Many summers in my youth were spent in Marquette Park, in Chicago, visiting my grandparents who lived there. When I was young, it was a Lithuanian stronghold to the point where I could walk into any of the stores and strike up a conversation in Lithuanian. That’s how homogeneous it was.
For many years, I’ve headed to Indiana and Michigan to partake of Lake Michigan, either near the water or on it. I’ve always been intrigued by a large park in Gary, IN that is also called Marquette Park. But, it’s in Gary, Indiana – oh no!
Gary is not a destination for most people, fairly or not. Sure, some will make the pilgrimage to the Jackson Family home, but I’m not sure why anybody else would go there. (If you have destinations there to visit, please let me know, I love to explore!)
So one day I just decide to do it. I made plans to pick a friend up and we drove down to Marquette Park to check it out. Mind you, this is Winter and a weekend, so we knew everything would be closed and not too many folks would be around, but I just had to go.
Slideshow of Marquette Park:
Marquette Park is completely surrounded by the Indiana Dunes National Lakeshore. People come here for its proximity to that, its white sand beaches, sand dunes, wetlands, a lagoon and beautiful nature.
The Park includes the Recreation Pavilion, the Aquatorium, a Picnic Pavilion, lagoons, trails, and beaches. There is also a playground, concessions, and a multi-use area. The day we visited we saw a family sledding down one of the hills.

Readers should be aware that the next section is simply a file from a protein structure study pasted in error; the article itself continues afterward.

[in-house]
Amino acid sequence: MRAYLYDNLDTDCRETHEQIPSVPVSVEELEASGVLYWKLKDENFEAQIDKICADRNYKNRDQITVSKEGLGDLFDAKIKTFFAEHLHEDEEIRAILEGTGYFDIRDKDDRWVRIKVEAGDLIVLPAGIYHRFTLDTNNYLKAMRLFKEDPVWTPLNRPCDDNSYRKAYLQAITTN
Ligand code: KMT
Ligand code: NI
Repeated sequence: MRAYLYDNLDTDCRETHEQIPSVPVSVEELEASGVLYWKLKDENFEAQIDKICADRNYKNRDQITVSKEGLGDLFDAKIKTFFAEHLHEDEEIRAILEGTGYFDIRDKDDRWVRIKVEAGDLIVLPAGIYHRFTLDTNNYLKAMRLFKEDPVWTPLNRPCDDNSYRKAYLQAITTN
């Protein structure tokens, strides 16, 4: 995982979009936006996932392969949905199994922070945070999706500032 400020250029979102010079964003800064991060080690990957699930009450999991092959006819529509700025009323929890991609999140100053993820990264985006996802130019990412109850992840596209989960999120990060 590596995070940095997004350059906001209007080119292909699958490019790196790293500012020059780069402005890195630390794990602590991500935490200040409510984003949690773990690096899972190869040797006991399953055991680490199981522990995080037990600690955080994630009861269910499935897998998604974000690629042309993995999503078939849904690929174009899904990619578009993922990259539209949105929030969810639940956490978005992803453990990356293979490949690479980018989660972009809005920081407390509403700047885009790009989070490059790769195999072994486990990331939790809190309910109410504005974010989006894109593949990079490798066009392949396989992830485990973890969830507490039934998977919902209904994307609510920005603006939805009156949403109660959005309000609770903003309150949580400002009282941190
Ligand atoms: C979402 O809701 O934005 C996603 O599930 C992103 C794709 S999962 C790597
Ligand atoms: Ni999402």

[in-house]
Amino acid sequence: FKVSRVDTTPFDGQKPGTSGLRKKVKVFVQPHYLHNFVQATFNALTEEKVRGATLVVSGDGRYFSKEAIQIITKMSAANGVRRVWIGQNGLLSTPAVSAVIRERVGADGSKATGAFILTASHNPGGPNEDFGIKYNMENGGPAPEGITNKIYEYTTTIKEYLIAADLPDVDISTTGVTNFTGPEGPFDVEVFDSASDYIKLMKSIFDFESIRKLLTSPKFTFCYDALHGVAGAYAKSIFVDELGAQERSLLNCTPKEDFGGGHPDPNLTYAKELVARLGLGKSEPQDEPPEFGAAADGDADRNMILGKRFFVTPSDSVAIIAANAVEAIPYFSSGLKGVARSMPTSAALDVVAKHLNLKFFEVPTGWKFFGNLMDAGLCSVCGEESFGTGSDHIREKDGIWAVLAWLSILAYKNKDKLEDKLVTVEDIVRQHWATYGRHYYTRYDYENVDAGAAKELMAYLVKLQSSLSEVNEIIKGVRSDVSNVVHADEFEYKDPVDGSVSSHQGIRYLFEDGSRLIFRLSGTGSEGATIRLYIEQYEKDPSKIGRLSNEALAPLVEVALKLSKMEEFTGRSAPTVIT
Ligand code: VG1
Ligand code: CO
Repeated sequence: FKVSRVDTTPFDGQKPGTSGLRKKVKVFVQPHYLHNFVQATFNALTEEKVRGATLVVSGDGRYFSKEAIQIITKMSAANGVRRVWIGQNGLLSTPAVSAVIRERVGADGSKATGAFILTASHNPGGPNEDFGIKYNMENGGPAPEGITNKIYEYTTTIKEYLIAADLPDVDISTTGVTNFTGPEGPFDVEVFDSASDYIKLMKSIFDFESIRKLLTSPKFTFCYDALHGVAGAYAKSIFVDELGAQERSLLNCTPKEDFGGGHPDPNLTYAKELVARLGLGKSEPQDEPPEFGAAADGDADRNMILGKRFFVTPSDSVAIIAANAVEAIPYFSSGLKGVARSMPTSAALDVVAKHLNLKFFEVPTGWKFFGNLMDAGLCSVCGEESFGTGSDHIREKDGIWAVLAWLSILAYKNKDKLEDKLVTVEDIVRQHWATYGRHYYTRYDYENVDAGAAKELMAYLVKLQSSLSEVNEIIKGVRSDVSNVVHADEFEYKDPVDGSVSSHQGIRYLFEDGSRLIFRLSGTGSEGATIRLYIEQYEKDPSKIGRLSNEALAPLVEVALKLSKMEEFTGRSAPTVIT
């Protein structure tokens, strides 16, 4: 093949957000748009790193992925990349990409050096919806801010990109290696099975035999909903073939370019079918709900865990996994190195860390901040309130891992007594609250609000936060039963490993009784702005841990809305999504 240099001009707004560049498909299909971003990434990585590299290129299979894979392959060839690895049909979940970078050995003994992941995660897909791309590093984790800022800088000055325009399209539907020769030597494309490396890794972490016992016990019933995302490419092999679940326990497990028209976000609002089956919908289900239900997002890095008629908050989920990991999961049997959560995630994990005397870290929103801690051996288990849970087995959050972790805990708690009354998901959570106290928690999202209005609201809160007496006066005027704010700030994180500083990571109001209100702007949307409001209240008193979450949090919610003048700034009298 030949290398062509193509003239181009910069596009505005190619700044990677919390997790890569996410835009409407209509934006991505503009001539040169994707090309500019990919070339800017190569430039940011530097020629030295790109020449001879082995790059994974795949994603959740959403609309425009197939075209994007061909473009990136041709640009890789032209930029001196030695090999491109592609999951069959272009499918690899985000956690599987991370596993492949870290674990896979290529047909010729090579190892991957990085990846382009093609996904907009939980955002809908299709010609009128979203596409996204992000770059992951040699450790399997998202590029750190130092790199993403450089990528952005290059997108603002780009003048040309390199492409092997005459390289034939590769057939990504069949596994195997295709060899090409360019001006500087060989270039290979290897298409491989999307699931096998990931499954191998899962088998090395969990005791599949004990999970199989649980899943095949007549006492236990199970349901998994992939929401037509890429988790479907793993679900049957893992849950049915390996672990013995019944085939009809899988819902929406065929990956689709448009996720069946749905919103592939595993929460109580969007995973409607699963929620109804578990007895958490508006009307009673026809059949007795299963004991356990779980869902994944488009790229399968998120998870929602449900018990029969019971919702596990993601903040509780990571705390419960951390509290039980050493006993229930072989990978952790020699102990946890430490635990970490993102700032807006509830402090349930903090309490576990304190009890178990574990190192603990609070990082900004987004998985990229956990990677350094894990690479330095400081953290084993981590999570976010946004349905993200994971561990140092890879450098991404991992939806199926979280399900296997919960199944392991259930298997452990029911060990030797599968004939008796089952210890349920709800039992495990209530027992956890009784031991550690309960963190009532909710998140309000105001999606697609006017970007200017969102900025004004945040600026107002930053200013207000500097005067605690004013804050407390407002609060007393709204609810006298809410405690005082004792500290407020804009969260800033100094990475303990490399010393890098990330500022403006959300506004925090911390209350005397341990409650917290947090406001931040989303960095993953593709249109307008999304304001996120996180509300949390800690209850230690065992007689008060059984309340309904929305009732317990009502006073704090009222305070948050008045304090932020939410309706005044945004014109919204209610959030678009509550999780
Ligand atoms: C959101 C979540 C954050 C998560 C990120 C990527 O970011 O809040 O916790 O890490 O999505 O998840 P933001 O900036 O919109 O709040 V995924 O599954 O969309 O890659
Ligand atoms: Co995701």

The Gary Bathing Beach Pavilion is now the current day Aquatorium. An Aquatorium is a place where one goes to view water. This one is also a planned museum to honor Octave Chanute, the grandfather of flight, and the Tuskegee Airmen, the pioneers of the armed forces integration efforts. The Aquatorium has a special section dealing with black aviators and their contribution to the age of flight.
The Park or Recreation Pavilion was designed by George W. Maher in 1921, combining the Prairie School and Italian Renaissance Revival styles. It’s now used for special events.
The lagoons are the headwaters of the Grand Calumet River and include Patterson Island, a man-made island, as well as a non-motorized boat launch. These waters are also available for fishing. More water is across the street, where the beaches offer exploration of Lake Michigan (or just working on your tan).
Ultimately, this Marquette Park is similar to the one from my youth, though on a much larger scale. It was quiet and empty on a cold Winter’s day, but I can imagine the hustle and bustle during the Summer, which is when I’ll try to visit again.
How to get to Marquette Park: